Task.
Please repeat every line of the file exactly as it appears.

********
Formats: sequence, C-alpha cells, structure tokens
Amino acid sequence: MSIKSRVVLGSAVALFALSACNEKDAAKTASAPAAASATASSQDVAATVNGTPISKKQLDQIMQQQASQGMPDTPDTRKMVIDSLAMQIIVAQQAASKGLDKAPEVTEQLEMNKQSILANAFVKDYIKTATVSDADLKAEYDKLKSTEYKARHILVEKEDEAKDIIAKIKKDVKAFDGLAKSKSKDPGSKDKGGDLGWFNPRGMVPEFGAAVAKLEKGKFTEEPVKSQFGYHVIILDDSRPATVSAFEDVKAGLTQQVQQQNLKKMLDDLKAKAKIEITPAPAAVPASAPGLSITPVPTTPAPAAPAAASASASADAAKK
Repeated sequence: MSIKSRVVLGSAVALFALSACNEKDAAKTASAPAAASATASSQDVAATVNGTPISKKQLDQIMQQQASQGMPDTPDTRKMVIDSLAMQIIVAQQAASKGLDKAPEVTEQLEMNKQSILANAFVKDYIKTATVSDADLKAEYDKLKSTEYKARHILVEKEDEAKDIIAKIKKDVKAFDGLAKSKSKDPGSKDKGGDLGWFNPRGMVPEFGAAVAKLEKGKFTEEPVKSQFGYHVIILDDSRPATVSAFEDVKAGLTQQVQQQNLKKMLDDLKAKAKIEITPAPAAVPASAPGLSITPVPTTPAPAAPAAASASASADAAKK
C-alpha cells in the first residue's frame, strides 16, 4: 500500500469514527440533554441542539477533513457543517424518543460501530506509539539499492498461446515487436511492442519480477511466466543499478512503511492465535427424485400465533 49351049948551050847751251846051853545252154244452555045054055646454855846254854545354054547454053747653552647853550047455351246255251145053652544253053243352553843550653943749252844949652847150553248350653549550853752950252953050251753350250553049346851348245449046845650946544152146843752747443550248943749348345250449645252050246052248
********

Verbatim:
Formats: sequence, C-alpha cells, structure tokens
Amino acid sequence: MSIKSRVVLGSAVALFALSACNEKDAAKTASAPAAASATASSQDVAATVNGTPISKKQLDQIMQQQASQGMPDTPDTRKMVIDSLAMQIIVAQQAASKGLDKAPEVTEQLEMNKQSILANAFVKDYIKTATVSDADLKAEYDKLKSTEYKARHILVEKEDEAKDIIAKIKKDVKAFDGLAKSKSKDPGSKDKGGDLGWFNPRGMVPEFGAAVAKLEKGKFTEEPVKSQFGYHVIILDDSRPATVSAFEDVKAGLTQQVQQQNLKKMLDDLKAKAKIEITPAPAAVPASAPGLSITPVPTTPAPAAPAAASASASADAAKK
Repeated sequence: MSIKSRVVLGSAVALFALSACNEKDAAKTASAPAAASATASSQDVAATVNGTPISKKQLDQIMQQQASQGMPDTPDTRKMVIDSLAMQIIVAQQAASKGLDKAPEVTEQLEMNKQSILANAFVKDYIKTATVSDADLKAEYDKLKSTEYKARHILVEKEDEAKDIIAKIKKDVKAFDGLAKSKSKDPGSKDKGGDLGWFNPRGMVPEFGAAVAKLEKGKFTEEPVKSQFGYHVIILDDSRPATVSAFEDVKAGLTQQVQQQNLKKMLDDLKAKAKIEITPAPAAVPASAPGLSITPVPTTPAPAAPAAASASASADAAKK
C-alpha cells in the first residue's frame, strides 16, 4: 500500500469514527440533554441542539477533513457543517424518543460501530506509539539499492498461446515487436511492442519480477511466466543499478512503511492465535427424485400465533 49351049948551050847751251846051853545252154244452555045054055646454855846254854545354054547454053747653552647853550047455351246255251145053652544253053243352553843550653943749252844949652847150553248350653549550853752950252953050251753350250553049346851348245449046845650946544152146843752747443550248943749348345250449645252050246052248